My Asian & Indian friends tell me that the ripe berries are quite edible. I know it's not the same as deadly nightshade but I'm still leery. Anyone know?
There are probably enough plants called Black Nightshade that you should be very careful which one you have. It is a huge family with several toxic members.
And remember that "the dosage makes the poison". Some member of this family have a reputation for being edible cooked, but not raw, too. I ordered some non-tomato members of the nightshade family this year (two with black berries), but didn't get the seeds planted in time for this year.
I had used what is called Solanum Nigrum, in India - especially the leaves and ripe berries - with lot of success - to treat sores in mouth.
Here in the US, though I located them with good fruits right in my backyard, I found them to be quite bitter.
However, here are some info about the plant itself. See the note about the ripe berries. It may be worth to take it to a horticultural dept in a nearby university and test it out.
There was a thread about this on the herbalism forum...
Here is a link that might be useful: nightshade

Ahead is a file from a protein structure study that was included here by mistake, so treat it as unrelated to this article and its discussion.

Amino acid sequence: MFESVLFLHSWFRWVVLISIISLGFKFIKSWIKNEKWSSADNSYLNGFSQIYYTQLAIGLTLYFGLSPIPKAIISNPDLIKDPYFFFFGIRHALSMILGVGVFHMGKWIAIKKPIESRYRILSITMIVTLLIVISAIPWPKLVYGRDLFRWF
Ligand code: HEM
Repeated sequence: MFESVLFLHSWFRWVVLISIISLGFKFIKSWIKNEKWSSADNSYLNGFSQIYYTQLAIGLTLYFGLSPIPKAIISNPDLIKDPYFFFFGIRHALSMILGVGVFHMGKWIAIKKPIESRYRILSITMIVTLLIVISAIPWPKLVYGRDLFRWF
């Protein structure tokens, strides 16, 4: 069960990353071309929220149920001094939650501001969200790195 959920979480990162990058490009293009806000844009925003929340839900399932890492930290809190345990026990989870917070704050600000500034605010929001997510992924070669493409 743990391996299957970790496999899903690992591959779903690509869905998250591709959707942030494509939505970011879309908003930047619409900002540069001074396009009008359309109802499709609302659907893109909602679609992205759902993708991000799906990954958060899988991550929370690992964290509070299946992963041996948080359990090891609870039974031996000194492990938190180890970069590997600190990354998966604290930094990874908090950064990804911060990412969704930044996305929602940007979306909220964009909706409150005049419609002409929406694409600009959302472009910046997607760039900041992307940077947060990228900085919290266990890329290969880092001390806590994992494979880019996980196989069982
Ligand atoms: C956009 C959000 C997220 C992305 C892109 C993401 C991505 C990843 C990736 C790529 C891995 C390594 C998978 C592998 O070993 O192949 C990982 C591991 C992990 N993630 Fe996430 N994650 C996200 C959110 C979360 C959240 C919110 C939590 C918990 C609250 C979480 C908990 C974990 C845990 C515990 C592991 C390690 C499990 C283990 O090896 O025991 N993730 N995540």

in the herbs forum
Here is a link that might be useful: herbs
I'm 75 now but as a kid in the 30's in South Dakota,my Mom had night shade plants in her garden. The night shades were about the size of peas. They were shiny black when she picked them and she made a sauce with them that we ate for dessert. You would slowly pour thick cream on the black sauce and make a design with the white cream till it slowly sunk into the sauce. It was so so good. Thanks for bringing back the memory.
Different varieties of black nightshade have different levels of poison in them, so it depends on what variety you have. Some varieties are safe to eat raw, others must be thoroughly cooked to destroy the poison.
depends on which "black nightshade". The "black nightshade" native to the US (Southern US I know for a fact) is actually S. americanum. It has small berries in a small cluster that are SHINY black when ripe. If these are fully ripe, they are indeed quite edible. If they have the least bit of green, they are still poisonous. Another one, the S nigrum, has berries that are black when ripe, but they are NOT shiny. Those I am not so familiar with.